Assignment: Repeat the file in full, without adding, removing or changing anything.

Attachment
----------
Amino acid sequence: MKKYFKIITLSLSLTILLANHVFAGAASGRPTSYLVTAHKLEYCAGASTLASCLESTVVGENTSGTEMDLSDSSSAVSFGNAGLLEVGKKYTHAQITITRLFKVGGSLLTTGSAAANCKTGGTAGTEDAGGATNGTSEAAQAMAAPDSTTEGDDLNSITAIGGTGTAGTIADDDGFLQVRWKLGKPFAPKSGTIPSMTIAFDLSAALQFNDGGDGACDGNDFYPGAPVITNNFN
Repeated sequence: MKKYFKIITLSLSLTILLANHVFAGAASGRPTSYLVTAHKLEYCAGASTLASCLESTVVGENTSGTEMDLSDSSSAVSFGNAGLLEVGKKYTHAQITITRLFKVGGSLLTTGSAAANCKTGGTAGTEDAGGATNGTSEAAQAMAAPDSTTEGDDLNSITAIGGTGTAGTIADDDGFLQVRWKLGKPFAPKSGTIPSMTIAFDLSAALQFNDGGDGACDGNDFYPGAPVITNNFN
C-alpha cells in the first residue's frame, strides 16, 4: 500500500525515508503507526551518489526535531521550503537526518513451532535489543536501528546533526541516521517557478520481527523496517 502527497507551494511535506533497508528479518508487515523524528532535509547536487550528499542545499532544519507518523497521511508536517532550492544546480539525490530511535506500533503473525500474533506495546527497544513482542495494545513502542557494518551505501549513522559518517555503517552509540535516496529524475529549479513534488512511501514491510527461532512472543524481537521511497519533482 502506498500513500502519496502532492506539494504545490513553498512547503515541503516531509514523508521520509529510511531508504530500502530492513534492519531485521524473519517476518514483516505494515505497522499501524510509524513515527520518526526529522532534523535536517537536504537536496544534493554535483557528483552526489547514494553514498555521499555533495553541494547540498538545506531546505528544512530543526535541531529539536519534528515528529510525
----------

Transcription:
Amino acid sequence: MKKYFKIITLSLSLTILLANHVFAGAASGRPTSYLVTAHKLEYCAGASTLASCLESTVVGENTSGTEMDLSDSSSAVSFGNAGLLEVGKKYTHAQITITRLFKVGGSLLTTGSAAANCKTGGTAGTEDAGGATNGTSEAAQAMAAPDSTTEGDDLNSITAIGGTGTAGTIADDDGFLQVRWKLGKPFAPKSGTIPSMTIAFDLSAALQFNDGGDGACDGNDFYPGAPVITNNFN
Repeated sequence: MKKYFKIITLSLSLTILLANHVFAGAASGRPTSYLVTAHKLEYCAGASTLASCLESTVVGENTSGTEMDLSDSSSAVSFGNAGLLEVGKKYTHAQITITRLFKVGGSLLTTGSAAANCKTGGTAGTEDAGGATNGTSEAAQAMAAPDSTTEGDDLNSITAIGGTGTAGTIADDDGFLQVRWKLGKPFAPKSGTIPSMTIAFDLSAALQFNDGGDGACDGNDFYPGAPVITNNFN
C-alpha cells in the first residue's frame, strides 16, 4: 500500500525515508503507526551518489526535531521550503537526518513451532535489543536501528546533526541516521517557478520481527523496517 502527497507551494511535506533497508528479518508487515523524528532535509547536487550528499542545499532544519507518523497521511508536517532550492544546480539525490530511535506500533503473525500474533506495546527497544513482542495494545513502542557494518551505501549513522559518517555503517552509540535516496529524475529549479513534488512511501514491510527461532512472543524481537521511497519533482 502506498500513500502519496502532492506539494504545490513553498512547503515541503516531509514523508521520509529510511531508504530500502530492513534492519531485521524473519517476518514483516505494515505497522499501524510509524513515527520518526526529522532534523535536517537536504537536496544534493554535483557528483552526489547514494553514498555521499555533495553541494547540498538545506531546505528544512530543526535541531529539536519534528515528529510525